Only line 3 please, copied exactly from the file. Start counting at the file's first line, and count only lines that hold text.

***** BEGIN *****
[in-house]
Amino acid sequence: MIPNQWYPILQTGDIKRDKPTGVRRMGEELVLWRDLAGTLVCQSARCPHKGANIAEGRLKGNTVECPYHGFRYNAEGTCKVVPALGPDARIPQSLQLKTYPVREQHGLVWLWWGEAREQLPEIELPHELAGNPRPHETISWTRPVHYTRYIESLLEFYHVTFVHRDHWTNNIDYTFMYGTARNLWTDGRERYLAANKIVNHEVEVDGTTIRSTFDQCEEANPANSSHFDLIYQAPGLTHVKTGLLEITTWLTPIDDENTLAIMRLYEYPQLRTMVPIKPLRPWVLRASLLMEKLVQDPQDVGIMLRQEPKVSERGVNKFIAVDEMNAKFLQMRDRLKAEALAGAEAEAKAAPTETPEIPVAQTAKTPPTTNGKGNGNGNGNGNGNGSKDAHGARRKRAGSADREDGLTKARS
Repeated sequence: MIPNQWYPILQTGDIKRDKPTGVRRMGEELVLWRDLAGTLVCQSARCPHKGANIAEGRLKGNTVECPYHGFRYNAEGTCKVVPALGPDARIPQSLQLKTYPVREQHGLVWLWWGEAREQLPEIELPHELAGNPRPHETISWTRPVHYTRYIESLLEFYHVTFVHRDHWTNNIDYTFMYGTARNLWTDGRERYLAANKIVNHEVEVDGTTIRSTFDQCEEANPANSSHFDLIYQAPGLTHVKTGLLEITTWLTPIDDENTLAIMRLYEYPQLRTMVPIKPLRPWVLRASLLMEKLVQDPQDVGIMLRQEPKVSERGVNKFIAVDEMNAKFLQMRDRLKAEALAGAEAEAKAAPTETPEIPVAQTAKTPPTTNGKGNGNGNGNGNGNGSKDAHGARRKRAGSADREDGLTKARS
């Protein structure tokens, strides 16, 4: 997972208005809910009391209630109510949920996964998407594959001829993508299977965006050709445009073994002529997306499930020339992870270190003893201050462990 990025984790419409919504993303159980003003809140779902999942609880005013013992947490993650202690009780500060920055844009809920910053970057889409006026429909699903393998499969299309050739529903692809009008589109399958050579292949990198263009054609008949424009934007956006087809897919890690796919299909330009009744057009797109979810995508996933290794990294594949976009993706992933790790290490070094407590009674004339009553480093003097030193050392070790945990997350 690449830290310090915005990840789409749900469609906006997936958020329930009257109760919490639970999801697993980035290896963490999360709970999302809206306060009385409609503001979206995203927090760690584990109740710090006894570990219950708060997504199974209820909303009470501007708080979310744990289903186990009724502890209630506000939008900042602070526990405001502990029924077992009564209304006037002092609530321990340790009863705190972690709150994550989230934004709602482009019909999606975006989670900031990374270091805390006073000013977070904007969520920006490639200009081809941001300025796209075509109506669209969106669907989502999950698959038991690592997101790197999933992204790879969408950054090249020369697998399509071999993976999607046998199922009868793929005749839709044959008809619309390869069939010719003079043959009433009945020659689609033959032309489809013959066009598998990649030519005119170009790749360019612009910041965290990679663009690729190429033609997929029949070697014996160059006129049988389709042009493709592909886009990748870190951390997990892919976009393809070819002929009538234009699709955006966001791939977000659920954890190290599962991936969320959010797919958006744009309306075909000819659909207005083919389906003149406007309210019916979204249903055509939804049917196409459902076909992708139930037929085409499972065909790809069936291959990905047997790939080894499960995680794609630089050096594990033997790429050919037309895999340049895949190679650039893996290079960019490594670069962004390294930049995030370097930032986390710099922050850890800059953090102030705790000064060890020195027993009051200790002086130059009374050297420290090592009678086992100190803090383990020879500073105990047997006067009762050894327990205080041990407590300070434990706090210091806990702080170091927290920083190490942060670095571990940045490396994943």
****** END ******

Repeated sequence: MIPNQWYPILQTGDIKRDKPTGVRRMGEELVLWRDLAGTLVCQSARCPHKGANIAEGRLKGNTVECPYHGFRYNAEGTCKVVPALGPDARIPQSLQLKTYPVREQHGLVWLWWGEAREQLPEIELPHELAGNPRPHETISWTRPVHYTRYIESLLEFYHVTFVHRDHWTNNIDYTFMYGTARNLWTDGRERYLAANKIVNHEVEVDGTTIRSTFDQCEEANPANSSHFDLIYQAPGLTHVKTGLLEITTWLTPIDDENTLAIMRLYEYPQLRTMVPIKPLRPWVLRASLLMEKLVQDPQDVGIMLRQEPKVSERGVNKFIAVDEMNAKFLQMRDRLKAEALAGAEAEAKAAPTETPEIPVAQTAKTPPTTNGKGNGNGNGNGNGNGSKDAHGARRKRAGSADREDGLTKARS